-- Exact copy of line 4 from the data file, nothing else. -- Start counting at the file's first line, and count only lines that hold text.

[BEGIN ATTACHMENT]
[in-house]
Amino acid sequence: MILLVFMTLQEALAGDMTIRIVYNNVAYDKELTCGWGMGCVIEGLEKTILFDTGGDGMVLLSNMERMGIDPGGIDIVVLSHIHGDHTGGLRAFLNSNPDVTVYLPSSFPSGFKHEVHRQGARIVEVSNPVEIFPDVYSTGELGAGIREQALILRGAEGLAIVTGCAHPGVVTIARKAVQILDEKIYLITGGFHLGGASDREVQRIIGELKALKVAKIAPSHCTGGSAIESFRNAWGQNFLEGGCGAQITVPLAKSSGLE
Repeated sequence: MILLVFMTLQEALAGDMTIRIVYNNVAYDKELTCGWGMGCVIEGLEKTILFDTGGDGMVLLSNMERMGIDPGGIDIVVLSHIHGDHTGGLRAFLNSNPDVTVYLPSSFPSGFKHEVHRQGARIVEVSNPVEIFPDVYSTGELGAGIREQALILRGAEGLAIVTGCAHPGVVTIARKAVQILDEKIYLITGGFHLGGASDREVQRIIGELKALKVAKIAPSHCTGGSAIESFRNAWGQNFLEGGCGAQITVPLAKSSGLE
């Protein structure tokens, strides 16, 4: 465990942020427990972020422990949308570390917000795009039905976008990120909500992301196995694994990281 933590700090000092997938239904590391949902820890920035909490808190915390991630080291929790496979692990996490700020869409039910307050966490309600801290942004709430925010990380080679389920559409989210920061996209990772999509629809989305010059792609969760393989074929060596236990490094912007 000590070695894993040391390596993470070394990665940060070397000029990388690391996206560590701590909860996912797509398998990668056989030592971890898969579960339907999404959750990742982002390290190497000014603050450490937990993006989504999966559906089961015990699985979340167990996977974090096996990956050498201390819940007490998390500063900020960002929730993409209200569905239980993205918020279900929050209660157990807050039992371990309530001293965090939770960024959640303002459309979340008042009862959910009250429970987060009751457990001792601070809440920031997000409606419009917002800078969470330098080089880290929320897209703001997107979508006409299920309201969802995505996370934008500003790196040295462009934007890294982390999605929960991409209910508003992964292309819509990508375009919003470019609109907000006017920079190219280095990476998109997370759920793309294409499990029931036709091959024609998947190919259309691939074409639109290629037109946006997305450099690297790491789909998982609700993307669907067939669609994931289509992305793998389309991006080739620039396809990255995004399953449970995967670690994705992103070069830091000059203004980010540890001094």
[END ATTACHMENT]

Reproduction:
């Protein structure tokens, strides 16, 4: 465990942020427990972020422990949308570390917000795009039905976008990120909500992301196995694994990281 933590700090000092997938239904590391949902820890920035909490808190915390991630080291929790496979692990996490700020869409039910307050966490309600801290942004709430925010990380080679389920559409989210920061996209990772999509629809989305010059792609969760393989074929060596236990490094912007 000590070695894993040391390596993470070394990665940060070397000029990388690391996206560590701590909860996912797509398998990668056989030592971890898969579960339907999404959750990742982002390290190497000014603050450490937990993006989504999966559906089961015990699985979340167990996977974090096996990956050498201390819940007490998390500063900020960002929730993409209200569905239980993205918020279900929050209660157990807050039992371990309530001293965090939770960024959640303002459309979340008042009862959910009250429970987060009751457990001792601070809440920031997000409606419009917002800078969470330098080089880290929320897209703001997107979508006409299920309201969802995505996370934008500003790196040295462009934007890294982390999605929960991409209910508003992964292309819509990508375009919003470019609109907000006017920079190219280095990476998109997370759920793309294409499990029931036709091959024609998947190919259309691939074409639109290629037109946006997305450099690297790491789909998982609700993307669907067939669609994931289509992305793998389309991006080739620039396809990255995004399953449970995967670690994705992103070069830091000059203004980010540890001094």